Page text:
Thursday, February 26, 2009

Just What The World Needs...

Most probably, the world does not need another video, whatever its content. On the other hand, your website, blog, or Facebook page may. Whatever the product or purpose behind the site, video may be better than text, colors, or static images to communicate emotion and affect.

Of course video can inform and instruct, but it can also convey what customers feel about your product. But if you make industrial solvents (or any other product not likely to be featured on Oprah). Show Customer Success. Whatever your product, customers buy it to solve a problem or obtain a benefit.

For example, your video might include engineers delighted that your ball bearings enabled then to design an engine, which powered a safer airplane. Honda’s Dream The Impossible is a current example.

Forrester Research analyst Nate Elliott reports that including video content on a page tends to improve its search ranking on Google, though not on Yahoo or MSN. Moreover his research found that

"videos stand a much better chance than your text pages of being shown on the first results page."

Short form video does not have to be expensive. Some rather rough home videos, or user generated content, UGC, in current jargon, have achieved a substantial audience. If you already have too much to do, spending a few hundred to a few thousand on an experienced videographer is money well spent. If your total budget is $100, then don’t be afraid to get a basic Flip video camera and give it a try. You could also use third party content or make a video from still photos and narration.

Once you have suitable video, upload to video sharing sites such as YouTube, AOL video, Flickr, Vimeo. Video sharing sites also enable you to embed video links in rich text email. Further you can syndicate your video across multiple sharing sites through a service such as Tubemogul.

Have you budget for a director's beret?

Monday, February 16, 2009

An Unstimulating Stimulus

Congress has passed a Stimulus plan. It is supposed to revive the economy and reduce unemployment by inducing people to buy more than they otherwise would in these lean times. The plan is a mixture of tax cuts and federal spending. Together they will provide more money to many consumers.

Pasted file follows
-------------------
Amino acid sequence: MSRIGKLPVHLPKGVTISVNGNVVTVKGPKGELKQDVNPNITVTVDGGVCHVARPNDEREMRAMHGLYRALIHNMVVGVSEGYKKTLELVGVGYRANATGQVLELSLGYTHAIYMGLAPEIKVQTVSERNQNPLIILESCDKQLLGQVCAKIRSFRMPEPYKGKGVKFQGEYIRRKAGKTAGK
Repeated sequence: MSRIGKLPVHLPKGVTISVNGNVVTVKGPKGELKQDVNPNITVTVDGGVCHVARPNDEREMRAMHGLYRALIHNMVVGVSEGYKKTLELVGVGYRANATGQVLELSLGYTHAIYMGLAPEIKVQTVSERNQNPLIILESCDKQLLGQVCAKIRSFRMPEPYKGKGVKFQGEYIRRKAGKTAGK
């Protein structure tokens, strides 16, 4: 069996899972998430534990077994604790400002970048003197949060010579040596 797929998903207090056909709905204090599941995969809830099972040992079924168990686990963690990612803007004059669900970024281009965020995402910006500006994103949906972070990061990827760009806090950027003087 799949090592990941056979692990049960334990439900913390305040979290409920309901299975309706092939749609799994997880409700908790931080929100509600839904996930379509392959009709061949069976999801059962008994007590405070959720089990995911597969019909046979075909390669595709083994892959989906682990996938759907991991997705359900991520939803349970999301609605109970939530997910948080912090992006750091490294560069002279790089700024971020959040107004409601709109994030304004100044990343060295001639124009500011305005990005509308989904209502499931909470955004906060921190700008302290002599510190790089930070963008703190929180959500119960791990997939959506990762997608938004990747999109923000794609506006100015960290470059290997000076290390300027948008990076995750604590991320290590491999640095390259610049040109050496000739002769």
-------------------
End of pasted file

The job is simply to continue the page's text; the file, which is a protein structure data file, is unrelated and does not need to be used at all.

To my knowledge no marketers were consulted in assembling the stimulus, yet getting folks to buy is what we do. As a marketing strategy this Stimulus is, at best, incomplete. There are no specific incentives for consumers or businesses to spend their additional funds. Thus some will be saved, some wasted, and the rest spent.

The cumulative effects of the Stimulus related spending, do not seem to have been rigorously modeled. The desired outcome of 3.5 million jobs "saved or created" thus seems quite arbitrary. In this respect the Stimulus resembles many marketing plans we see. That is - wishful thinking.

Interestingly saving 3.5 million jobs at cost of $787 billion is about $ 225 thousand per job. This seems no bargain, even if the Stimulus works as hoped. Considering the lack of specific incentives to increase spending, this seems optimistic.

What would marketers do? Faced with flagging demand, we might:

  • Have a sale
  • Change the business or pricing model
  • Offer incentives - buy 2 get the 3rd free
  • Provide cross promotions
  • or premiums
  • Give warranties or guarantees
  • Strive to better understand the buying and adoption process and address causes for not buying
  • Solidify and reinforce the value proposition
There are analogous features, which could be part of a stimulus package.

  • Sales tax holidays – specifically reimbursement to states, which hold sales tax holidays, for lost revenue.
  • Targeted tax credits for individuals such as for cars, homes, and investment tax credits for businesses.
  • Subsidizing mortgage interest rates to boost housing demand and liquidity.